Combine flour, salt, and sugar in a large bowl.  With a fork or pastry cutter, cut in the butter and shortening until mixture is crumbly.  Quickly work dough into a ball, then divide into 12 portions and refrigerate at least 30 minutes.

Filling:
1 1/3 lbs. fresh pitted pie cherries (or 1 ½ 14.5-oz cans)
1/4 C sugar
1 T bourbon
1/2 t orange bitters
1/4 t vanilla
1-2 T arrowroot powder, or 3 T flour or cornstarch

Combine all ingredients except the arrowroot in a saucepan and bring to a simmer.  Cook until cherries break down, 10-15 minutes.  Lower heat and add the arrowroot powder, one teaspoon at a time, mixing completely after each addition to avoid lumps.  When syrup has thickened, remove from heat and cool completely.

Preheat oven to 375° and prepare a baking sheet with parchment paper.  Set a small bowl of water by your work space.  On a floured surface, roll each ball into 5-6” circle.  Place 1 heaping tablespoon of filling in each circle (resist the urge to add more or you won’t be able to seal it cleanly), dab edge with water, and crimp shut.  Slice off any ragged edges.  Place on prepared baking sheet.  Cut slits to vent, and sprinkle the tops with sugar.  Keep chilled until ready to bake.  Bake until golden, about 20 minutes, and cool on a wire rack.

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Zucchini Bread with Coconut Crust

The sad thing about zucchini bread is that it doesn’t actually use up that much zucchini.  Every summer, it’s touted as the answer to everyone’s zucchini problems, as if all we need to do to rid the world of the shiny green invasion is to each make a loaf or two of zucchini bread.  But most recipes, including mine here, only use about a cup of grated zucchini per loaf–which in whole-zucchini terms, isn’t even one regularly-sized squash.

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A young British woman once told me that in England, when the zucchini (which they call courgettes to begin with) get too large and watery, they’re called marrow, and everyone makes marrow jam.  This is, in fact, a terrific way to get rid of lots of zucchini, but the jam is typically British, and by that I mean tooth-achingly sweet and thick with chunks of ginger and caramelized squash.  I made a batch last year and will probably be wiping out the last jar in 2020 or so.  I find it hard to imagine that even in the empire of treacle people are able to go through a batch of marrow jam every year, but I suppose one has to eat something with your afternoon tea.

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Nevertheless, before the end of every summer I do feel a driving need to make zucchini bread.  And even if it doesn’t use up very much zucchini, no one around here is complaining.

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You can substitute whole wheat flour for up to 1 C of the white flour.  Like most sweet breads, this freezes well.

Zucchini Bread with Coconut Crust
Makes 2 loaves

3 eggs
1/2 C coconut oil, melted
1/2 C apple or pear sauce
2 C sugar
2 C grated zucchini
1/2 C chopped walnuts
2 t vanilla
3 C flour
3 t cinnamon
1/2 t nutmeg
1 t baking soda
1/4 t baking powder
1 t salt

Coconut Crust:
1/2 C shredded coconut
3 T sugar
1 t cinnamon
2 T coconut oil, melted

Preheat oven to 325° and grease 2 loaf pans.  In a large bowl, beat eggs until light and frothy.  Mix in the oil, applesauce, and sugar.  Stir in the grated zucchini, walnuts, and vanilla.  In a separate bowl, combine the flour, cinnamon, nutmeg, baking soda, baking powder, and salt.  Mix into the large bowl.  Distribute evenly into the prepared pans.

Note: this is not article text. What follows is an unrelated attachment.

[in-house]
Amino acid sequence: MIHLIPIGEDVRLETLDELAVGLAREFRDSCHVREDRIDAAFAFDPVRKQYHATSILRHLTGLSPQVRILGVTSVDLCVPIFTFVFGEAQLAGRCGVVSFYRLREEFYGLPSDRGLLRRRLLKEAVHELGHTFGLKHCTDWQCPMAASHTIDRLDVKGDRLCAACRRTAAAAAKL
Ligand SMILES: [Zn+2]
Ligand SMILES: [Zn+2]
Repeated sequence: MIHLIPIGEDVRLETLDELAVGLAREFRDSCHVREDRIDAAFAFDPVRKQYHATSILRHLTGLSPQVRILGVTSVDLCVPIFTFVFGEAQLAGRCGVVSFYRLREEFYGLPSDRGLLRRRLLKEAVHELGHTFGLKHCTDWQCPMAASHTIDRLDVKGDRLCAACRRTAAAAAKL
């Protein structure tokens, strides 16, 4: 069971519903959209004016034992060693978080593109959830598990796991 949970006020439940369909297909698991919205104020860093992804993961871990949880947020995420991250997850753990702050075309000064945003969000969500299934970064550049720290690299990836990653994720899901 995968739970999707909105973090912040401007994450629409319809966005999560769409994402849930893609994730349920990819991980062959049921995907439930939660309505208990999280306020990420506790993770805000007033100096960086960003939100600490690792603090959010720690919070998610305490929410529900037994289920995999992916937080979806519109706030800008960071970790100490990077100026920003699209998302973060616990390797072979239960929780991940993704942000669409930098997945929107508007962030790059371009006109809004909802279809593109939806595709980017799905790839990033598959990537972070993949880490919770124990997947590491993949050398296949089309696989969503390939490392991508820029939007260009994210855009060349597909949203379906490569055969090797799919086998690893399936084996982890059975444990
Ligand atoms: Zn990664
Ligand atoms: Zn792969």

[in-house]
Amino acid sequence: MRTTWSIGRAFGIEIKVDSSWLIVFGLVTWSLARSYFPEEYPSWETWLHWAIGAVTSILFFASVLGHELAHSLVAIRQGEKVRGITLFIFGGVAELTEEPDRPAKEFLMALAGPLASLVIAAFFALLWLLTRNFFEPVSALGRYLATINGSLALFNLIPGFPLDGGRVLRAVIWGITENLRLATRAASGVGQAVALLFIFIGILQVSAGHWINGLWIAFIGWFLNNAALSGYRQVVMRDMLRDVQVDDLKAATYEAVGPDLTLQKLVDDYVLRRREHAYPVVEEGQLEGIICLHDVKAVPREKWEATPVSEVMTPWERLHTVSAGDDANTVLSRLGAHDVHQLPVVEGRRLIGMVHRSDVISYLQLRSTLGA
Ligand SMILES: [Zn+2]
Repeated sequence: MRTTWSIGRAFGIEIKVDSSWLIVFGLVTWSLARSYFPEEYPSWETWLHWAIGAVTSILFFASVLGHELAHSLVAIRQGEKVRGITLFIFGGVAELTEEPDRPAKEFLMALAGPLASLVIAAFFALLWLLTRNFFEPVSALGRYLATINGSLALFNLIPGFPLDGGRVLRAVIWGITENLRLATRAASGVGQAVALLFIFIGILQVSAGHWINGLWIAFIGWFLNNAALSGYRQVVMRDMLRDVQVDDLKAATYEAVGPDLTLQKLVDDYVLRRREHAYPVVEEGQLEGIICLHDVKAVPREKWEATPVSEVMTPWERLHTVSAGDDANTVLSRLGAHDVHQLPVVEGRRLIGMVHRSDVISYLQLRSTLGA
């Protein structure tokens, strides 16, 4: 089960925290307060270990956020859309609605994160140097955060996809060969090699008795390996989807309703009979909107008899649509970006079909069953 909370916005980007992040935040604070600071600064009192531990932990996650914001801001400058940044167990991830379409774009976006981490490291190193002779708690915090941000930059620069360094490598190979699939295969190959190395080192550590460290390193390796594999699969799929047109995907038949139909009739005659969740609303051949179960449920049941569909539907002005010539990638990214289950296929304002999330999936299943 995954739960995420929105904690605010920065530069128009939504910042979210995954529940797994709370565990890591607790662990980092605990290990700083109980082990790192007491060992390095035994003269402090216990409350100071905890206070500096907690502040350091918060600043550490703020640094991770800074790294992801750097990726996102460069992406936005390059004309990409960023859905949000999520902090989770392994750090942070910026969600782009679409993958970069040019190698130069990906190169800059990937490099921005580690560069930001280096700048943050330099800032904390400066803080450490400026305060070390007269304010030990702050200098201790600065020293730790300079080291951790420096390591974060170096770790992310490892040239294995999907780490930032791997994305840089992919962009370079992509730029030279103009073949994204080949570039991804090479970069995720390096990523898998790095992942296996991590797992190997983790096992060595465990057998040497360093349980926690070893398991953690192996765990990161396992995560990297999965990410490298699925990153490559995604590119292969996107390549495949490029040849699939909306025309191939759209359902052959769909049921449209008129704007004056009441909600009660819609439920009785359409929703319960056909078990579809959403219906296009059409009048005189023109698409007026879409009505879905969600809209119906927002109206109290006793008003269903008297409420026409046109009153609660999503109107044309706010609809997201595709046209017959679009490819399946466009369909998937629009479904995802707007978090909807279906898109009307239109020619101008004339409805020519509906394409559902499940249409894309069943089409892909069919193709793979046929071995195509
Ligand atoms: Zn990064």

To make the crust, mix the shredded coconut, sugar, and cinnamon.  Work in the coconut oil with a fork or with your fingers.  Crumble the topping evenly over both loaves.

Bake 60-70 minutes, or until a toothpick inserted in the middle comes out clean.  Rotate the pans halfway through for even baking.

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Spiced Apricots with Cardamom and Rosewater

People generally think of farmers markets as benign places: frolicking children, adults enjoying the fresh air, smiling sunflowers.  But twice in the last couple years, my local farmers market has been a place where the worst side of our nature has come out, the innocence of that bucolic beauty marred by ugly violence.  Of course I’m referring to the trash-talking that precedes the biannual pie contest.

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I will admit to all the world that I am one of the ugly offenders.  I have a very specific sort of competitive streak; I’ve never been very good at sports, and I’m certainly not the strongest, fastest, smartest, or even funniest.  But I know what I am capable of, and in certain situations I will push myself relentlessly to achieve it.  So when I first found out about the summer fruit pie contest back in 2011, I immediately set my mind to winning.

My pie had to be memorable.  To stand out from the crowd, a pie needs one of two things, if not both: an outstanding crust, or a creative filling.  In this case the filling had to highlight summer fruit at its peak of perfection, but it needed a twist that would make the judges perk up in their seat a little.  My first attempt was indeed memorable, but not in a good way.  Wanting to play with the pie’s visual aspects and texture, I hit on the unfortunate combination of blueberries and tapioca, in a pie that elicited negative comparisons to fish eggs.  One look and I knew it was back to the drawing board.